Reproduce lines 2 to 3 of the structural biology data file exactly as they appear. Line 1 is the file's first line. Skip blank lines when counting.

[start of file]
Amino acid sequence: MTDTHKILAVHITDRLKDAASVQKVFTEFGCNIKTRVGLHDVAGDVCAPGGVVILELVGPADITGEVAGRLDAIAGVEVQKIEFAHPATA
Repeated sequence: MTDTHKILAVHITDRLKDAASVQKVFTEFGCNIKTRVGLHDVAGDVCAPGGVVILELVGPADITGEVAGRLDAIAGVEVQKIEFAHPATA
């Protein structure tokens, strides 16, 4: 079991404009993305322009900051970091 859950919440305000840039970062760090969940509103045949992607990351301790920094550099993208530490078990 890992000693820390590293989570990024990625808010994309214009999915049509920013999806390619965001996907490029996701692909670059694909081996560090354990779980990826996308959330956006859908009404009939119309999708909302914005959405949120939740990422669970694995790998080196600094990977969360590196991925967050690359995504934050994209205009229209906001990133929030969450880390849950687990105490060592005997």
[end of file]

Repeated sequence: MTDTHKILAVHITDRLKDAASVQKVFTEFGCNIKTRVGLHDVAGDVCAPGGVVILELVGPADITGEVAGRLDAIAGVEVQKIEFAHPATA
């Protein structure tokens, strides 16, 4: 079991404009993305322009900051970091 859950919440305000840039970062760090969940509103045949992607990351301790920094550099993208530490078990 890992000693820390590293989570990024990625808010994309214009999915049509920013999806390619965001996907490029996701692909670059694909081996560090354990779980990826996308959330956006859908009404009939119309999708909302914005959405949120939740990422669970694995790998080196600094990977969360590196991925967050690359995504934050994209205009229209906001990133929030969450880390849950687990105490060592005997």